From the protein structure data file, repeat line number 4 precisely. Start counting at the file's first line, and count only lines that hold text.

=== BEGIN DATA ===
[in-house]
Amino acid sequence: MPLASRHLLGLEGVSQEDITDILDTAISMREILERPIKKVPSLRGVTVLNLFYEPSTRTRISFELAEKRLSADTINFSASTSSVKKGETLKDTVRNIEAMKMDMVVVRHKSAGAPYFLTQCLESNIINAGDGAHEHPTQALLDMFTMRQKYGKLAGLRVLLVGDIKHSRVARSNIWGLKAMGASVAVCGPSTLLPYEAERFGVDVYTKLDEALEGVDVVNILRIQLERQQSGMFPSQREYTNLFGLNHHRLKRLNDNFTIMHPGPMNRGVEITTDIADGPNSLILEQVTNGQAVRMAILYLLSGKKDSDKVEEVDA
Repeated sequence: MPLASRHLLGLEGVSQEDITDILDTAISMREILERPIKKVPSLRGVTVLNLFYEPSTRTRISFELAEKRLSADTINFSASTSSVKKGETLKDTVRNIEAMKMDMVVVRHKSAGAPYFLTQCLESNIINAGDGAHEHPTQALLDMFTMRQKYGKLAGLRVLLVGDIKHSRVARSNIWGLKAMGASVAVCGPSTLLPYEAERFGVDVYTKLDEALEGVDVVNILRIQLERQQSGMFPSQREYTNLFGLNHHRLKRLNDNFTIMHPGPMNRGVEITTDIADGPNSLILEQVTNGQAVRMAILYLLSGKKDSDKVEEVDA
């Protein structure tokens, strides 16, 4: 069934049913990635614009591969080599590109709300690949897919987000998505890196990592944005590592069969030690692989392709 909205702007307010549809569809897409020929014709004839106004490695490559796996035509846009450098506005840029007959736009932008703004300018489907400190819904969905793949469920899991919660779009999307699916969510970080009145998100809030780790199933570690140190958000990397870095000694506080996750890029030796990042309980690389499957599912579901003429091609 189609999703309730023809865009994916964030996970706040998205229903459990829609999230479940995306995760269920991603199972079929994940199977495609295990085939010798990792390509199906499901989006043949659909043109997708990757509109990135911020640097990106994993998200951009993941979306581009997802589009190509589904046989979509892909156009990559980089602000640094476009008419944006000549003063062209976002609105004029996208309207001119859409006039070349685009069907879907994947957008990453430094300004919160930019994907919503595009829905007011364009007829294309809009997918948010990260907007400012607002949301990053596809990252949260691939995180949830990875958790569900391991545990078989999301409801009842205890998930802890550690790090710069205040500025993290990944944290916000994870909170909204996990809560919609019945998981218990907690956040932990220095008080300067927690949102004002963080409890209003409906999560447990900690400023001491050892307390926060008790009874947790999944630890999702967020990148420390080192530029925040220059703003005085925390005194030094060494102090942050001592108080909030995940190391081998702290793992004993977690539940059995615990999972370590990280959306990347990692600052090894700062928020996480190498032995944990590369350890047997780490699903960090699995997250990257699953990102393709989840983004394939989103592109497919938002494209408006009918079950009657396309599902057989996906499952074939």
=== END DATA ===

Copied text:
């Protein structure tokens, strides 16, 4: 069934049913990635614009591969080599590109709300690949897919987000998505890196990592944005590592069969030690692989392709 909205702007307010549809569809897409020929014709004839106004490695490559796996035509846009450098506005840029007959736009932008703004300018489907400190819904969905793949469920899991919660779009999307699916969510970080009145998100809030780790199933570690140190958000990397870095000694506080996750890029030796990042309980690389499957599912579901003429091609 189609999703309730023809865009994916964030996970706040998205229903459990829609999230479940995306995760269920991603199972079929994940199977495609295990085939010798990792390509199906499901989006043949659909043109997708990757509109990135911020640097990106994993998200951009993941979306581009997802589009190509589904046989979509892909156009990559980089602000640094476009008419944006000549003063062209976002609105004029996208309207001119859409006039070349685009069907879907994947957008990453430094300004919160930019994907919503595009829905007011364009007829294309809009997918948010990260907007400012607002949301990053596809990252949260691939995180949830990875958790569900391991545990078989999301409801009842205890998930802890550690790090710069205040500025993290990944944290916000994870909170909204996990809560919609019945998981218990907690956040932990220095008080300067927690949102004002963080409890209003409906999560447990900690400023001491050892307390926060008790009874947790999944630890999702967020990148420390080192530029925040220059703003005085925390005194030094060494102090942050001592108080909030995940190391081998702290793992004993977690539940059995615990999972370590990280959306990347990692600052090894700062928020996480190498032995944990590369350890047997780490699903960090699995997250990257699953990102393709989840983004394939989103592109497919938002494209408006009918079950009657396309599902057989996906499952074939």